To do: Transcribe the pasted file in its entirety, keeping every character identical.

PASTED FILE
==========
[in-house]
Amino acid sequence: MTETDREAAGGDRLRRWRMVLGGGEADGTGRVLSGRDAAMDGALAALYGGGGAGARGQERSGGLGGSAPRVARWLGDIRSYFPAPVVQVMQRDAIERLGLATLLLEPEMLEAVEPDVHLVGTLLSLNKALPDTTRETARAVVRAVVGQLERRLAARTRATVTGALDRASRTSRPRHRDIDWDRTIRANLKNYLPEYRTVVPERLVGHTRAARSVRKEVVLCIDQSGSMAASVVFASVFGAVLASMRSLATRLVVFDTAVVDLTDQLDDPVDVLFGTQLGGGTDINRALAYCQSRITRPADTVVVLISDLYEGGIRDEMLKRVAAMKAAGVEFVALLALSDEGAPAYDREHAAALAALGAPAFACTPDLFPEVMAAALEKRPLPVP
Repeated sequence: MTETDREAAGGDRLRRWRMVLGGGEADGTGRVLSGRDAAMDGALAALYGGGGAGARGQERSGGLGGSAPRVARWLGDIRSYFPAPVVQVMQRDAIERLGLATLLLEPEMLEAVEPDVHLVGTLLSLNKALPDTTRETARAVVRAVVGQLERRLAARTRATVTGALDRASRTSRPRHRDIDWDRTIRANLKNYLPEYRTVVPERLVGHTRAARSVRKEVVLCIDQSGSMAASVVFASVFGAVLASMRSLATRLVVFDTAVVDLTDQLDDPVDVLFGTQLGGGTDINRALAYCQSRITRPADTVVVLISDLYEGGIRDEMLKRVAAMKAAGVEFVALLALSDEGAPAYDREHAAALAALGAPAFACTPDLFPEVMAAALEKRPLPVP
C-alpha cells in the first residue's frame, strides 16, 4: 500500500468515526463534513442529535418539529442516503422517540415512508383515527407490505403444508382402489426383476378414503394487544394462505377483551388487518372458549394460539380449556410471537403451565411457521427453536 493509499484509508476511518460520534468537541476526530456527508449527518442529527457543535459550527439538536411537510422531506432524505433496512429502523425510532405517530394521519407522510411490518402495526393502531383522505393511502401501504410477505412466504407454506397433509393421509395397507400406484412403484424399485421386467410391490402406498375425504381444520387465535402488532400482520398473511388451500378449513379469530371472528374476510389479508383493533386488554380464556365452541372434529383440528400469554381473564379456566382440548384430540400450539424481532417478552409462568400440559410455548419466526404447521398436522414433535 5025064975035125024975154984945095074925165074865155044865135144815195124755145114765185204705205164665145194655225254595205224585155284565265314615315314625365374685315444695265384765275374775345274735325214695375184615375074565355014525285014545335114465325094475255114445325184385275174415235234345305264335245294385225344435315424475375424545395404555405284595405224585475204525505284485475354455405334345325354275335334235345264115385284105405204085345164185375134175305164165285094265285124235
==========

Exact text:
[in-house]
Amino acid sequence: MTETDREAAGGDRLRRWRMVLGGGEADGTGRVLSGRDAAMDGALAALYGGGGAGARGQERSGGLGGSAPRVARWLGDIRSYFPAPVVQVMQRDAIERLGLATLLLEPEMLEAVEPDVHLVGTLLSLNKALPDTTRETARAVVRAVVGQLERRLAARTRATVTGALDRASRTSRPRHRDIDWDRTIRANLKNYLPEYRTVVPERLVGHTRAARSVRKEVVLCIDQSGSMAASVVFASVFGAVLASMRSLATRLVVFDTAVVDLTDQLDDPVDVLFGTQLGGGTDINRALAYCQSRITRPADTVVVLISDLYEGGIRDEMLKRVAAMKAAGVEFVALLALSDEGAPAYDREHAAALAALGAPAFACTPDLFPEVMAAALEKRPLPVP
Repeated sequence: MTETDREAAGGDRLRRWRMVLGGGEADGTGRVLSGRDAAMDGALAALYGGGGAGARGQERSGGLGGSAPRVARWLGDIRSYFPAPVVQVMQRDAIERLGLATLLLEPEMLEAVEPDVHLVGTLLSLNKALPDTTRETARAVVRAVVGQLERRLAARTRATVTGALDRASRTSRPRHRDIDWDRTIRANLKNYLPEYRTVVPERLVGHTRAARSVRKEVVLCIDQSGSMAASVVFASVFGAVLASMRSLATRLVVFDTAVVDLTDQLDDPVDVLFGTQLGGGTDINRALAYCQSRITRPADTVVVLISDLYEGGIRDEMLKRVAAMKAAGVEFVALLALSDEGAPAYDREHAAALAALGAPAFACTPDLFPEVMAAALEKRPLPVP
C-alpha cells in the first residue's frame, strides 16, 4: 500500500468515526463534513442529535418539529442516503422517540415512508383515527407490505403444508382402489426383476378414503394487544394462505377483551388487518372458549394460539380449556410471537403451565411457521427453536 493509499484509508476511518460520534468537541476526530456527508449527518442529527457543535459550527439538536411537510422531506432524505433496512429502523425510532405517530394521519407522510411490518402495526393502531383522505393511502401501504410477505412466504407454506397433509393421509395397507400406484412403484424399485421386467410391490402406498375425504381444520387465535402488532400482520398473511388451500378449513379469530371472528374476510389479508383493533386488554380464556365452541372434529383440528400469554381473564379456566382440548384430540400450539424481532417478552409462568400440559410455548419466526404447521398436522414433535 5025064975035125024975154984945095074925165074865155044865135144815195124755145114765185204705205164665145194655225254595205224585155284565265314615315314625365374685315444695265384765275374775345274735325214695375184615375074565355014525285014545335114465325094475255114445325184385275174415235234345305264335245294385225344435315424475375424545395404555405284595405224585475204525505284485475354455405334345325354275335334235345264115385284105405204085345164185375134175305164165285094265285124235